It’s always overwhelming, the moment you get what you’ve been asking for all along. From Justin Fields’ second draft (a move by Bears general manager Ryan Pace, who won near-universal praise for his situational aggression and recognition that he couldn’t survive with the quarterback room as it was built at the time), we imagined what Matt Nagy’s offense would be like. look like driven by an athletic quarterback with a deft passing touch and a temper to handle high-pressure situations.
We all rolled our eyes together when Nagy did what most coaches do, forcing Fields to earn the job out of training camp. We all clenched our fists and pounded the table when Nagy actually made up his mind, seemingly out of stubborn adherence to the old-school training bible, and started Andy Dalton in Week 1.
But now that Fields takes the field as a starter against the Browns on Sunday, some of us aren’t necessarily cheering, especially with Nagy affirming Dalton’s role as a starter once his bruised knee heals. It’s a good-natured concern, like biting your nails watching a kid ride a bike without a helmet. It’s more out of fear that Fields’ development will slow rather than some anonymous scout projection that he doesn’t have the tool required to survive as an NFL starter. In small previews, Fields shows promise, though we’ve seen how quickly a doomed offense can sink an NFL starter. What if that kid riding a bike without a helmet is heading for a pit of live alligators?
Dalton isn’t a fun choice when Fields is on the bench, but there’s a reality to his situation. Chicago is doing its best with the offensive line. Jason Peters is one of Focus on professional footballThe top-rated pass blockers of his season at 39 are mind-blowing. ESPN’s pass block success rate metric has Peters winning on 87% of his pass snaps, which is better than all but five tackles in the NFL. To help the line in its quest for survival, Dalton got the ball out faster than all but four other NFL players: Tom Brady, Ben Roethlisberger, Jimmy Garoppolo and Dak Prescott.
One of those quarterbacks (Prescott) plays on the NFL’s most effective offense. Two others (Garoppolo and Brady) were raised in a system that grants accelerated decision-making. The last (Roethlisberger) does the same to compensate for his age and his pocket of athleticism. He has also been playing the sport professionally for nearly two decades.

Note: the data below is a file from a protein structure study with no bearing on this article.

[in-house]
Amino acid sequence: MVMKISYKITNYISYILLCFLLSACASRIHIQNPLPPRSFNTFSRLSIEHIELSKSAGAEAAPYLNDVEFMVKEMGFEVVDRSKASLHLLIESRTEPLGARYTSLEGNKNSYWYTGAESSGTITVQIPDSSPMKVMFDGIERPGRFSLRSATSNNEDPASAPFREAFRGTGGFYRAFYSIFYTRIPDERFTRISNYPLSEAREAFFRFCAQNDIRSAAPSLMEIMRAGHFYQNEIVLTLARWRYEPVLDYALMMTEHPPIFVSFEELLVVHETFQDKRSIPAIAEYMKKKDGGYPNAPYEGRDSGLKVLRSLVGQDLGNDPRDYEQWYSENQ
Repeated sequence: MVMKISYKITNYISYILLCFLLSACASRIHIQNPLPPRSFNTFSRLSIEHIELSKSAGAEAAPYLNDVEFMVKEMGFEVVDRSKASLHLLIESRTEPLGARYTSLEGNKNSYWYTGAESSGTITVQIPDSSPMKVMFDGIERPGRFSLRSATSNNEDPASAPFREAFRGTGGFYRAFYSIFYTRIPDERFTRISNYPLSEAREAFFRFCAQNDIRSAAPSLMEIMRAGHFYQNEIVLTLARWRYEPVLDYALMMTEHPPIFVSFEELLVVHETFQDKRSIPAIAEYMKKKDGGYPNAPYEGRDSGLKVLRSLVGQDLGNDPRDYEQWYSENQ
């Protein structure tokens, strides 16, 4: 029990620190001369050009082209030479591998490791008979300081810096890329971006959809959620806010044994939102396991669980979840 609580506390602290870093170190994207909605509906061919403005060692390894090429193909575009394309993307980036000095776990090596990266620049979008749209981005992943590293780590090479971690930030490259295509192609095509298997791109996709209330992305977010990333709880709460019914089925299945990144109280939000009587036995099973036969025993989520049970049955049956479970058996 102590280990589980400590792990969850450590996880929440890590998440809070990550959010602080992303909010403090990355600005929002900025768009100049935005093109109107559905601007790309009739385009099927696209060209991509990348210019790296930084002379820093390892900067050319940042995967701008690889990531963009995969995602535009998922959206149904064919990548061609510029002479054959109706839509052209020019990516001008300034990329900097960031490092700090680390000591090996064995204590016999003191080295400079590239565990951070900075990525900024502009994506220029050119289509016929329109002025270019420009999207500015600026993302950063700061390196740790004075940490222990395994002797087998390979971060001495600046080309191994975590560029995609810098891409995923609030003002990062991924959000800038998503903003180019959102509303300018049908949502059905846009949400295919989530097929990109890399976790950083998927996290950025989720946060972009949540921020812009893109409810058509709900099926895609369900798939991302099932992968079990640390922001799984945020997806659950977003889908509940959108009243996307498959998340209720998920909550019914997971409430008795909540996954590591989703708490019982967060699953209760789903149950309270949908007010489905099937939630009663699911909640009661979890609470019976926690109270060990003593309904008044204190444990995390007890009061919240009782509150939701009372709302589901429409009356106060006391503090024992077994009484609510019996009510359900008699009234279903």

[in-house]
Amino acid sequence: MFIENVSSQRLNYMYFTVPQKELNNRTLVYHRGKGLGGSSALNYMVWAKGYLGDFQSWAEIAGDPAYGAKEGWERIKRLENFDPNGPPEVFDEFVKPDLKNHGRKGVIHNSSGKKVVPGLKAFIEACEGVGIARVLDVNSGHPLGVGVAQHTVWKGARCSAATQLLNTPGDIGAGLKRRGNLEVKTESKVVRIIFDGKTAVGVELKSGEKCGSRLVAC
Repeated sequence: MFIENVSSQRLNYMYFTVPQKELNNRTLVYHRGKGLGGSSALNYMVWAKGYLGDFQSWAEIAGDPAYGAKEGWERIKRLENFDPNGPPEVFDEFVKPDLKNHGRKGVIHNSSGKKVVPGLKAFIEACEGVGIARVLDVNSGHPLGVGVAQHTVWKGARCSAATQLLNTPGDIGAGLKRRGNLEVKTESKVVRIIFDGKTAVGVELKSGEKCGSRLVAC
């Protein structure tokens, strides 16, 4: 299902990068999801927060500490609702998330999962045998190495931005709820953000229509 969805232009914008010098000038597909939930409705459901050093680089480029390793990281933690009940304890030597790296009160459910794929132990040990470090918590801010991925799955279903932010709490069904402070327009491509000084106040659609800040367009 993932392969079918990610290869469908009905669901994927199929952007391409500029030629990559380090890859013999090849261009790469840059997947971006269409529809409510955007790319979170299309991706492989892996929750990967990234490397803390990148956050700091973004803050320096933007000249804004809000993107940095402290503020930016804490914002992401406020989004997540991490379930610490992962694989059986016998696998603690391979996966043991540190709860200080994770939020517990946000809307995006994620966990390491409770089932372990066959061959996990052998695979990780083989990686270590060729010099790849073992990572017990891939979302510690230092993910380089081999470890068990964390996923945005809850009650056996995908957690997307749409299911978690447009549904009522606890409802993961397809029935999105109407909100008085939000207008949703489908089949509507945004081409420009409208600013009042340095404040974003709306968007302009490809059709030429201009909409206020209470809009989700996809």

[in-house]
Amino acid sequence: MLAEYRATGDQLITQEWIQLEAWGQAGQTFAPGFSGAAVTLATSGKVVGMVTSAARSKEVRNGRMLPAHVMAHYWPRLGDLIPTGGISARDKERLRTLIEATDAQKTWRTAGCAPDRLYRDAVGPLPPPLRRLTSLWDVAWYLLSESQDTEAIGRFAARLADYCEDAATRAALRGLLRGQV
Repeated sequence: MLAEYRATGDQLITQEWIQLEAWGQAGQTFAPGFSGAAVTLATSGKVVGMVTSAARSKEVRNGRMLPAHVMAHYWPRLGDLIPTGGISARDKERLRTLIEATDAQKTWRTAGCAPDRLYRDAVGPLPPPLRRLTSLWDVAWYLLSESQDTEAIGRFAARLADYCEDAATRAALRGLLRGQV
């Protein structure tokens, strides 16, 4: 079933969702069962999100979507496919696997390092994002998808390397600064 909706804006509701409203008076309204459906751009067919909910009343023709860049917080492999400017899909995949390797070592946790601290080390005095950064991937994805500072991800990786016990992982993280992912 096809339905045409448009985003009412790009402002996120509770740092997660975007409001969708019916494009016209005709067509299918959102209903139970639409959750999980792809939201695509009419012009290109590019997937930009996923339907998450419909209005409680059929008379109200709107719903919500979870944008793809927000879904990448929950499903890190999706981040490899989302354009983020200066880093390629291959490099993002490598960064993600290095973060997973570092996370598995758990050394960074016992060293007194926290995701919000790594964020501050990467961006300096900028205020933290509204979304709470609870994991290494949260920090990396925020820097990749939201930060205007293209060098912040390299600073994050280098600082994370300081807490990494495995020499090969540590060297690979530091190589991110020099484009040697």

That don’t mean Fields can not get rid of the ball quickly; it’s simply an acknowledgment that he will have to, and that it may not be the best option for him. Dalton was always a player who relied on a quick release and had offenses built around that advantageous trait. Fields is tough and mobile, with better arm strength and significantly better pocket tools to help him escape the rush. Will Fields jump too fast when the pass rush mounts? Will he become too risk averse in an attack built for Dalton, negating his best passing qualities? What’s going on in the snaps that Peters is clearly dusted off by a speed rusher like Myles Garrett?
If the Bears had a powerful Fields-specific offense ready and beta-tested, we wouldn’t be talking about Dalton’s return. If Chicago felt good about their offensive line, we wouldn’t have talked about Dalton in the first place. If Nagy is still so concerned about his quarterback’s development that he’ll reinsert Dalton once Dalton is healthy, then Fields has no place in the huddle on Sunday for his own protection. This is especially true when you consider the Bears have Nick Foles just sitting on the bench.
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Quarterback development is a tricky road. We’ve seen allegedly ruined bystanders, like Ryan Tannehill and now possibly Sam Darnold, find a second life elsewhere. We’ve also seen others clutching clipboards, unable to erase bad habits ingrained in their bodies during frantic times like this. The Bears are 1-1 and see an opportunity to stay afloat in their division with the Lions and Vikings reeling. Fields represents an advantage as there is little tape available on him in Nagy’s attack outside of pre-season. Perhaps the first drafts of Nagy’s vision will be shown on Sunday, offering a slight schematic advantage over what he would get from Foles.
But there’s also this: while we hated Nagy’s decision, made fun of it, and wanted Fields – like Mac Jones, Zach Wilson or Trevor Lawrence – to get the attack early in the summer, this may have been one of the few times a coach was right to slow him down. We know, we can hear Nagy’s eyes rolling from here. It’s the trick of getting what you want and making it happen. It can always have a cost.
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